One of the most powerful arguments against both infanticide and abortion is that if you devalue human life at these stages, what is to prevent it from being devalued at other stages by radical utilitarians and the like? This is what happens when the standard suggested by both Peter Singer and Steven Pinker is employed.

For starters, what even is a “continuous locus of consciousness” and even if we knew, how many would even want to reflect upon it? Furthermore, even if one did, shouldn’t human value be based on something more than whether or not the individual is tickled pink at the prospect of his own belly button?

What if the individual does not temporarily possess the ability to reflect upon oneself as a “continuous locus of consciousness”; does this mean the disgruntled spouse has a window of opportunity each night to whack their mate as the sleep and get a get of jail free card? After all, during many stages of sleep one is not even aware of one’s surroundings much less one’s inner emotional workings.

The other criteria used to determine whether or not an infant is worthy of life are no less troubling. Both Pinker and Singer hold to a standard that an individual is not worthy of life unless one has the ability to ask to be kept alive.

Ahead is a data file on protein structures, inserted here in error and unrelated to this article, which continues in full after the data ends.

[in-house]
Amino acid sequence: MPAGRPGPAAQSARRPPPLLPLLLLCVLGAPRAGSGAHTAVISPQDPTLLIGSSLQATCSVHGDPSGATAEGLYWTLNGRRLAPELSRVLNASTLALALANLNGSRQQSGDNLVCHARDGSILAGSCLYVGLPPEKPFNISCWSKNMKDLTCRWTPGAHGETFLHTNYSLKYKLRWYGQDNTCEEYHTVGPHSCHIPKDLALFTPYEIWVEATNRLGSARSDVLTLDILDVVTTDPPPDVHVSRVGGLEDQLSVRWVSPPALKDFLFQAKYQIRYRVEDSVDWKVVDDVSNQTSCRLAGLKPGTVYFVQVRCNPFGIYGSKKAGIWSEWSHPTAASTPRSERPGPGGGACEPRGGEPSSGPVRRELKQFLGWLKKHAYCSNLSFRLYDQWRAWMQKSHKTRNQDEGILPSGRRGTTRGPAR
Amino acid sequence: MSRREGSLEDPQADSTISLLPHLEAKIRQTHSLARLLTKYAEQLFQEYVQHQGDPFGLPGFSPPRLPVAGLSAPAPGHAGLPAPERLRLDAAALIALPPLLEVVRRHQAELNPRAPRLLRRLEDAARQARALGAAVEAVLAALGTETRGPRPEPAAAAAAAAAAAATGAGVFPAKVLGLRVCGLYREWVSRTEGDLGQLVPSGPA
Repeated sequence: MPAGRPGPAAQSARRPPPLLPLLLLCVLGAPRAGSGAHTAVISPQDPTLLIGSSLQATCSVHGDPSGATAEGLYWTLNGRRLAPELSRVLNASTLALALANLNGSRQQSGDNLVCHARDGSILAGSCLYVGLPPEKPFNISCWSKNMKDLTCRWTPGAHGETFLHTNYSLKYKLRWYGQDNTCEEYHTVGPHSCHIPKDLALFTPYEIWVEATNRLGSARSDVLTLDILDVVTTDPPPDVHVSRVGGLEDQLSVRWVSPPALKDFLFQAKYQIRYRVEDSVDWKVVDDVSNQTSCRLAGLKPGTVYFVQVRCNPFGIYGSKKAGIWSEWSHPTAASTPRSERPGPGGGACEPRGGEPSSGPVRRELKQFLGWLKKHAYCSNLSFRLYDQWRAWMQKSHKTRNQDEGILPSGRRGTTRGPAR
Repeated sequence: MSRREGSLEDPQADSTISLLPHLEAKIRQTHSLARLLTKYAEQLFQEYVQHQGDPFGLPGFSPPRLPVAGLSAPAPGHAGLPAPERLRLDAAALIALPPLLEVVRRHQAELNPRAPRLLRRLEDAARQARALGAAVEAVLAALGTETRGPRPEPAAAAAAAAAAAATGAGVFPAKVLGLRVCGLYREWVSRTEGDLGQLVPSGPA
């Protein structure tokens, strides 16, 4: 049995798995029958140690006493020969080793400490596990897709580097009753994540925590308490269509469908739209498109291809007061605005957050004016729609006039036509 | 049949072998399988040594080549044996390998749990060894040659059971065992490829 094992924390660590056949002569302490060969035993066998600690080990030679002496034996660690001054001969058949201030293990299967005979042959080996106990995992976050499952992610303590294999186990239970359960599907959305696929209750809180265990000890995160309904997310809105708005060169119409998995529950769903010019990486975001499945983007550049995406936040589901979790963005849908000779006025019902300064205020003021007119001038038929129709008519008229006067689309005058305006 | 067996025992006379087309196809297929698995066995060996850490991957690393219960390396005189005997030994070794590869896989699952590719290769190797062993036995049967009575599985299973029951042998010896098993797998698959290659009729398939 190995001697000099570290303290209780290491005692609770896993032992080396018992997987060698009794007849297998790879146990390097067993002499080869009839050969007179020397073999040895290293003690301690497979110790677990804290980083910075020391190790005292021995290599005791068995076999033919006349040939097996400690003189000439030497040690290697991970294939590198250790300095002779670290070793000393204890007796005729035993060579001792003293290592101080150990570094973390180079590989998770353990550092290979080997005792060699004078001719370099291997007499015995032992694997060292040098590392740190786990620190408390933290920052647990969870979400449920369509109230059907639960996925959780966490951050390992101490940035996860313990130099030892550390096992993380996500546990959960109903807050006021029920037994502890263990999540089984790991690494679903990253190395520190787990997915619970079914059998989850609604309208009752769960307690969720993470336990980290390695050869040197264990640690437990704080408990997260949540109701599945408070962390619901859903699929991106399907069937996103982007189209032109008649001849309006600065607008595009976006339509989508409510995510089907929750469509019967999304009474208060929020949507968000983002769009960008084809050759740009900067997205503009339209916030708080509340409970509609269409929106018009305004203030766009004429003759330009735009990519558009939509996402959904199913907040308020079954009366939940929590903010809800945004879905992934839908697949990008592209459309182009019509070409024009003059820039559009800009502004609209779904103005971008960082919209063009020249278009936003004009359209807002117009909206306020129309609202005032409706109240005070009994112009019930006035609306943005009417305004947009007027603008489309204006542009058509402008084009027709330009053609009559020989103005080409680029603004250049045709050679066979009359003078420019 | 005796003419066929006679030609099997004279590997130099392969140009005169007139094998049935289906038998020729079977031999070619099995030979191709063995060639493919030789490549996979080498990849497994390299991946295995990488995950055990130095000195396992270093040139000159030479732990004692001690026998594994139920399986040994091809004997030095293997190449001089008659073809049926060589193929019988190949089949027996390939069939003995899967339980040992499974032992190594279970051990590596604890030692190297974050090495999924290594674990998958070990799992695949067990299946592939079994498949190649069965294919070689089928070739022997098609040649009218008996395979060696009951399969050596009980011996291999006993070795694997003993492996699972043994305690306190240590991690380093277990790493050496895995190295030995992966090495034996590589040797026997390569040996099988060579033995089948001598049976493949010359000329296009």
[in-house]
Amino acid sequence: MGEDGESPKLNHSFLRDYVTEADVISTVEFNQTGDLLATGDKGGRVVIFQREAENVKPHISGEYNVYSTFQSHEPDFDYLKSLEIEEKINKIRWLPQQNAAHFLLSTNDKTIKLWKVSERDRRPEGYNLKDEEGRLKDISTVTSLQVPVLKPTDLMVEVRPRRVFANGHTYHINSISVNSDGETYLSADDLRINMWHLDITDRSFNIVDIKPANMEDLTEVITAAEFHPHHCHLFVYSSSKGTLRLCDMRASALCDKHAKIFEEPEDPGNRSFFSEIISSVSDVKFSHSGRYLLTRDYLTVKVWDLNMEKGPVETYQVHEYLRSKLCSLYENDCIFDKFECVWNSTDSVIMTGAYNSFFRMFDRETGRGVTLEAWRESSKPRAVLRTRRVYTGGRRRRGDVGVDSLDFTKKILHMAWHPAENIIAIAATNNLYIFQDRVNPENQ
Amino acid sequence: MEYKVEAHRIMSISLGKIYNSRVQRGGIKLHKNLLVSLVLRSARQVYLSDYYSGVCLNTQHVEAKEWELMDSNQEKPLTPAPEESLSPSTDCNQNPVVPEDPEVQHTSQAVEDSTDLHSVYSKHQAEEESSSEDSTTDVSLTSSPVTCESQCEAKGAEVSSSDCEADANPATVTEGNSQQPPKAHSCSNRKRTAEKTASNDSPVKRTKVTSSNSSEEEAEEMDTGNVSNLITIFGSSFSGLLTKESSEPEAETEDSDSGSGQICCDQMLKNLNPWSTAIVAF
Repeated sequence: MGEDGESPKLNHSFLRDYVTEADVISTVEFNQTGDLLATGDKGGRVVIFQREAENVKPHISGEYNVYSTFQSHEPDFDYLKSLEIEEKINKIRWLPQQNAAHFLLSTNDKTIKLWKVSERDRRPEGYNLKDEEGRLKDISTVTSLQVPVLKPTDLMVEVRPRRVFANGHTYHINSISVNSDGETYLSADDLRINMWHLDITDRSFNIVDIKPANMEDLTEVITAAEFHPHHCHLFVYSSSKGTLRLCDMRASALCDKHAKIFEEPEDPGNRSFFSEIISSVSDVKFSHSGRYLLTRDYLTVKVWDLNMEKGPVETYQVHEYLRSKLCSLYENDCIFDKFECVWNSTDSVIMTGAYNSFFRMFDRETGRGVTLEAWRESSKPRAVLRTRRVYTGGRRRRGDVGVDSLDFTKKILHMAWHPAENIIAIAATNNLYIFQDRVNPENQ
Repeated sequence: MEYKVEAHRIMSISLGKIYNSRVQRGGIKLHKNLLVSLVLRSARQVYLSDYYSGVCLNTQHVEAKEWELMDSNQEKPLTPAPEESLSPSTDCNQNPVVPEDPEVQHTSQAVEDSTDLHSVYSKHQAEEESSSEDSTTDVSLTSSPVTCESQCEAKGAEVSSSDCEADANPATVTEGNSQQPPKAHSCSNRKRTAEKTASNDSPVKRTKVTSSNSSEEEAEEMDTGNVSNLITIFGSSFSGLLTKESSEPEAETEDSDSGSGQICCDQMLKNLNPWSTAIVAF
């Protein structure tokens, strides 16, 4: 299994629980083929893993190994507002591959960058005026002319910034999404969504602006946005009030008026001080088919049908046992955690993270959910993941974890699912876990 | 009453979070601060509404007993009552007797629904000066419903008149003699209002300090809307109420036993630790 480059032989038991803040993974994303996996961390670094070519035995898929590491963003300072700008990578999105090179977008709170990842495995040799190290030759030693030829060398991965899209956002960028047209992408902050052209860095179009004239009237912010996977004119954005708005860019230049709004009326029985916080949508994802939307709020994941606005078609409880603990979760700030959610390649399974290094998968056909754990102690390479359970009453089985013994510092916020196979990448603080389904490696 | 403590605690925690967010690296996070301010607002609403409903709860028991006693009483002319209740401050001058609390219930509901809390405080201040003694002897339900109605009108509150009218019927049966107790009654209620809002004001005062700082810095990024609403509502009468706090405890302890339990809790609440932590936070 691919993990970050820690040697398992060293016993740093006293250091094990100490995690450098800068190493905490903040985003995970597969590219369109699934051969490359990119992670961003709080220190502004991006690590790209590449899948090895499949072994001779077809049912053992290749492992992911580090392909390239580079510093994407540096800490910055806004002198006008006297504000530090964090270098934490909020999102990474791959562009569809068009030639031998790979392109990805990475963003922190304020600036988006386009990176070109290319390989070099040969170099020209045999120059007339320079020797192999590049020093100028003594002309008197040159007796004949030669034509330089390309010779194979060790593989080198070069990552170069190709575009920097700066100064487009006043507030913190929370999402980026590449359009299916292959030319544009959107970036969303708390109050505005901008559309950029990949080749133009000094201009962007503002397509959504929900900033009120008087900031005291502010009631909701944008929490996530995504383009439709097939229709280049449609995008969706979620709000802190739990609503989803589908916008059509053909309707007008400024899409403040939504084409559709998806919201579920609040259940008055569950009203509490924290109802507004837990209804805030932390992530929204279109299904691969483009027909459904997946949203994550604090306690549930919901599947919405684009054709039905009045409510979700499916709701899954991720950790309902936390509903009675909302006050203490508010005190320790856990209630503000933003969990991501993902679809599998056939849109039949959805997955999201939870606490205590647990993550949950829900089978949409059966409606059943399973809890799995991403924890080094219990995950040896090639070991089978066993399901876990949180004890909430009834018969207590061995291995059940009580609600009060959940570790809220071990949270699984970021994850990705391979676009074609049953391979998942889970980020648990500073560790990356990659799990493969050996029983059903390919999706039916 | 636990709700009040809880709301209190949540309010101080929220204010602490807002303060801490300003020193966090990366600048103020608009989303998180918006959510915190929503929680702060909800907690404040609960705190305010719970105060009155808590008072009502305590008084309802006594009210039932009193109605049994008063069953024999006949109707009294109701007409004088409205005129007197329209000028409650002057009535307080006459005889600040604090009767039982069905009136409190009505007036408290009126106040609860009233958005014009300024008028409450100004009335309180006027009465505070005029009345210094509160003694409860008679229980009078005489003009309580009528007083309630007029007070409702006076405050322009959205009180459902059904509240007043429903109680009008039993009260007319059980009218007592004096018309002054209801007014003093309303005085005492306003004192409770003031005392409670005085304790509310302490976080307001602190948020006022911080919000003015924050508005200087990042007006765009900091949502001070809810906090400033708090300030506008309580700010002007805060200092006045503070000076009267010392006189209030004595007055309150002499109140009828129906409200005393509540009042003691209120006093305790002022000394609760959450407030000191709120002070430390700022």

If that is the case, if one slips on the ice and knocks themselves out, they had better come to before the ambulance gets there because who knows what organ hungry doctors would do if this criteria is allowed to play itself out. Before you know it, your kidneys and corneas could be on airplanes headed in multiple directions.

All joking aside, Pinker’s comments especially cause one to stop and pause to wonder if these remarks could be used to justify a sliding scale for human life not all that different than the blue books used by insurance companies to assess automobile depreciation. For example, Pinker says, to be worthy of life, one must savor plans for the future and dread death. Since the twenty-year old has more of these than the eighty-year old, doesn’t it then follow that it would be a greater offense to kill the twenty-year old than the eighty year-old? If the Professor has raised his children in light of such values, I trust for his own sake he does not let his guard down around them for fear of what he might find being plunged in his back as he ages.

Furthermore, who at some point in their lives (especially during the moody teenage years) hasn’t gone through a period where they didn’t care one way or the other whether life continued or not? Even if one is no where near jumping off the root of a building or suck fumes out of an exhaust pipe hasn't gone through times where the thought did not transiently skip across out minds how much easier things would be if we simply didn't wake up the next day. That did not mean that those around us had the right to do away with us.

It has been said that a society will be judged by how it treats its weakest members. If current academic opinion about how easily the unborn can be discarded is any kind of barometer, America could be in for a tumultuous twenty-first century.

By Frederick Meekins